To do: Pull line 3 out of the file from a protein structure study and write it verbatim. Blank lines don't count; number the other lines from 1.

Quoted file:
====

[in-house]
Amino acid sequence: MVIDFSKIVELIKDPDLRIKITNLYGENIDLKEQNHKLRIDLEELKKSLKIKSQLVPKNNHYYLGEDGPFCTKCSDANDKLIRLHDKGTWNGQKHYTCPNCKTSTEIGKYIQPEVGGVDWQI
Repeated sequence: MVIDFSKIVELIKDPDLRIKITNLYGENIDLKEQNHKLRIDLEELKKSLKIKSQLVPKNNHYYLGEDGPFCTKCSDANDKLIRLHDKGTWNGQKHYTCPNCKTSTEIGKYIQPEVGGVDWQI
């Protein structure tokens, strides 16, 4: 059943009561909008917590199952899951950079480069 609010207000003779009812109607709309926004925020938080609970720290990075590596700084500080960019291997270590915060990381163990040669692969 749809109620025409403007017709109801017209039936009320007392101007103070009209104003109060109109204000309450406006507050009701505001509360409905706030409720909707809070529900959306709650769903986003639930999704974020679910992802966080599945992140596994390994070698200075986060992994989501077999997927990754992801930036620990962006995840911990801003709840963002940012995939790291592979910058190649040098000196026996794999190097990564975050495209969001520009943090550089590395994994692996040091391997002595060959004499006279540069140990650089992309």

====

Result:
Repeated sequence: MVIDFSKIVELIKDPDLRIKITNLYGENIDLKEQNHKLRIDLEELKKSLKIKSQLVPKNNHYYLGEDGPFCTKCSDANDKLIRLHDKGTWNGQKHYTCPNCKTSTEIGKYIQPEVGGVDWQI